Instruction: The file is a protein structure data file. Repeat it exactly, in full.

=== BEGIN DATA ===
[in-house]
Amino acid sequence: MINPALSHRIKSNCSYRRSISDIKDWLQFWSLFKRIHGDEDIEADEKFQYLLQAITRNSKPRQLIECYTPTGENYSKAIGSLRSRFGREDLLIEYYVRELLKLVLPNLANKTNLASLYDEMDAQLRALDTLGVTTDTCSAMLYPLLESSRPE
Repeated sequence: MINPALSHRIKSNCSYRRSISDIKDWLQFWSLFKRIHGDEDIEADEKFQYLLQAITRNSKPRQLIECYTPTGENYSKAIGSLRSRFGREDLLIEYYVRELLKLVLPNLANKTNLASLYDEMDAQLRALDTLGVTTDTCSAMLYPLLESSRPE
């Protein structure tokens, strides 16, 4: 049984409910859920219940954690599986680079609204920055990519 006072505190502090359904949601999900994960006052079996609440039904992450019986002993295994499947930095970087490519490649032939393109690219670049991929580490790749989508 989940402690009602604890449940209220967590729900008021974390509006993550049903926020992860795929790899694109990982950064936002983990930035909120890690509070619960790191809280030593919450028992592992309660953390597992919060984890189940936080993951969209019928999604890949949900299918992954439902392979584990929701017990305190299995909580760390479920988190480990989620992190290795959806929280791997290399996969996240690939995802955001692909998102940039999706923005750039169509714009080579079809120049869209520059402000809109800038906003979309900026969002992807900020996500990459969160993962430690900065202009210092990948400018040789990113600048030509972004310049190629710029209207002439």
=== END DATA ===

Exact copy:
[in-house]
Amino acid sequence: MINPALSHRIKSNCSYRRSISDIKDWLQFWSLFKRIHGDEDIEADEKFQYLLQAITRNSKPRQLIECYTPTGENYSKAIGSLRSRFGREDLLIEYYVRELLKLVLPNLANKTNLASLYDEMDAQLRALDTLGVTTDTCSAMLYPLLESSRPE
Repeated sequence: MINPALSHRIKSNCSYRRSISDIKDWLQFWSLFKRIHGDEDIEADEKFQYLLQAITRNSKPRQLIECYTPTGENYSKAIGSLRSRFGREDLLIEYYVRELLKLVLPNLANKTNLASLYDEMDAQLRALDTLGVTTDTCSAMLYPLLESSRPE
């Protein structure tokens, strides 16, 4: 049984409910859920219940954690599986680079609204920055990519 006072505190502090359904949601999900994960006052079996609440039904992450019986002993295994499947930095970087490519490649032939393109690219670049991929580490790749989508 989940402690009602604890449940209220967590729900008021974390509006993550049903926020992860795929790899694109990982950064936002983990930035909120890690509070619960790191809280030593919450028992592992309660953390597992919060984890189940936080993951969209019928999604890949949900299918992954439902392979584990929701017990305190299995909580760390479920988190480990989620992190290795959806929280791997290399996969996240690939995802955001692909998102940039999706923005750039169509714009080579079809120049869209520059402000809109800038906003979309900026969002992807900020996500990459969160993962430690900065202009210092990948400018040789990113600048030509972004310049190629710029209207002439």